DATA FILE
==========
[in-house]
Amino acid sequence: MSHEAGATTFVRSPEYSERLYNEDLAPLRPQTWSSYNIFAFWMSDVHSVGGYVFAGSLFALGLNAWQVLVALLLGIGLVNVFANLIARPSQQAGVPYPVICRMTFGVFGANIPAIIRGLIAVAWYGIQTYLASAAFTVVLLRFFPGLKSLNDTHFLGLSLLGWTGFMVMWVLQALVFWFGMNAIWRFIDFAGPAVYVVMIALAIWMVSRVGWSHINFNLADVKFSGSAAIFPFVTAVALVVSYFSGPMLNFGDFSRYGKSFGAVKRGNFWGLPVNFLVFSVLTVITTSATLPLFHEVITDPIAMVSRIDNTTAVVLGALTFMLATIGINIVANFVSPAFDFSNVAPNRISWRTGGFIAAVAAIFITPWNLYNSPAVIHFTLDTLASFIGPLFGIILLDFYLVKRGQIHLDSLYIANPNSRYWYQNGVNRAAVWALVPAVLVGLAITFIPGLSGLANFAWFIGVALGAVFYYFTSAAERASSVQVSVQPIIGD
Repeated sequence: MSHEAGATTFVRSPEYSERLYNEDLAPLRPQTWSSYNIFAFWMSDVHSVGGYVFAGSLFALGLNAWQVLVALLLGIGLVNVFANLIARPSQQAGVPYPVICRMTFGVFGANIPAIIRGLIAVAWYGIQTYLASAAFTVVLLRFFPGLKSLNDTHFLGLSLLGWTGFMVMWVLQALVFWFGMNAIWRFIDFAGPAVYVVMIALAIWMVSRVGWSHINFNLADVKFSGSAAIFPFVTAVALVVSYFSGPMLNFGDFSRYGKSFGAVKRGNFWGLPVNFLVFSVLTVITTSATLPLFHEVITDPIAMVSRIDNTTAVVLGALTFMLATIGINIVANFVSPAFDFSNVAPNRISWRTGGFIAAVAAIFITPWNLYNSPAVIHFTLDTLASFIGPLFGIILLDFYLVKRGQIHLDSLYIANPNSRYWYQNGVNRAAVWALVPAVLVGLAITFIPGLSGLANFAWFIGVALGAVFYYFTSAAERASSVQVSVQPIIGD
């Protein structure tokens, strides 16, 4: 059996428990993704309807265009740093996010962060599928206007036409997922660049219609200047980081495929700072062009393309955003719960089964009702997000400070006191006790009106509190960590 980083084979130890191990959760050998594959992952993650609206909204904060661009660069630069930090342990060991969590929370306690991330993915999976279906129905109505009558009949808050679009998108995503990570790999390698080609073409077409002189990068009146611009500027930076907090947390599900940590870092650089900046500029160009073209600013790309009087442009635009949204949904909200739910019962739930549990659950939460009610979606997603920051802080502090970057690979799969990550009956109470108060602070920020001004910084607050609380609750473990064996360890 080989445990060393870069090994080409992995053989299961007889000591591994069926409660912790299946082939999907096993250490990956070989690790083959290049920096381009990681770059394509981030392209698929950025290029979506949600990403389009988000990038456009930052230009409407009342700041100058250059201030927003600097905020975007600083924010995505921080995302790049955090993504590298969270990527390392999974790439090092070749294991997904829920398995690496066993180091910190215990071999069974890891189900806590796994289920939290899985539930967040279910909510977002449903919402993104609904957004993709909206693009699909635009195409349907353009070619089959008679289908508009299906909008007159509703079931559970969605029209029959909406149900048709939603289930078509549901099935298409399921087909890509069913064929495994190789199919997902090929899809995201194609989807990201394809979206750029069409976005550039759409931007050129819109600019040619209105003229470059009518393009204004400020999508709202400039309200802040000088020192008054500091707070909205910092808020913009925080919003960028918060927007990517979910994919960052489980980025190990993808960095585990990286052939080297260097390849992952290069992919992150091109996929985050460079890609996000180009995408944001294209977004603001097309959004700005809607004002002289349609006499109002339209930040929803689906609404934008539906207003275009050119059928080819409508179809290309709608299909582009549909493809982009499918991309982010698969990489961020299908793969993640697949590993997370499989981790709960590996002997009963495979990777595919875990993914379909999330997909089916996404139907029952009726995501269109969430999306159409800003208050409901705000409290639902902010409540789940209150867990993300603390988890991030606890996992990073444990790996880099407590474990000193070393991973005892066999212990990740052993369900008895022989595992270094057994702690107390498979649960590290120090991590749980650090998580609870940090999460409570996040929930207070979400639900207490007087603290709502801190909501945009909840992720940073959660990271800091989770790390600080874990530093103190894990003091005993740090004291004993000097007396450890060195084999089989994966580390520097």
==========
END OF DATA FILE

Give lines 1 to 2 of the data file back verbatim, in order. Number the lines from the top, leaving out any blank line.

[in-house]
Amino acid sequence: MSHEAGATTFVRSPEYSERLYNEDLAPLRPQTWSSYNIFAFWMSDVHSVGGYVFAGSLFALGLNAWQVLVALLLGIGLVNVFANLIARPSQQAGVPYPVICRMTFGVFGANIPAIIRGLIAVAWYGIQTYLASAAFTVVLLRFFPGLKSLNDTHFLGLSLLGWTGFMVMWVLQALVFWFGMNAIWRFIDFAGPAVYVVMIALAIWMVSRVGWSHINFNLADVKFSGSAAIFPFVTAVALVVSYFSGPMLNFGDFSRYGKSFGAVKRGNFWGLPVNFLVFSVLTVITTSATLPLFHEVITDPIAMVSRIDNTTAVVLGALTFMLATIGINIVANFVSPAFDFSNVAPNRISWRTGGFIAAVAAIFITPWNLYNSPAVIHFTLDTLASFIGPLFGIILLDFYLVKRGQIHLDSLYIANPNSRYWYQNGVNRAAVWALVPAVLVGLAITFIPGLSGLANFAWFIGVALGAVFYYFTSAAERASSVQVSVQPIIGD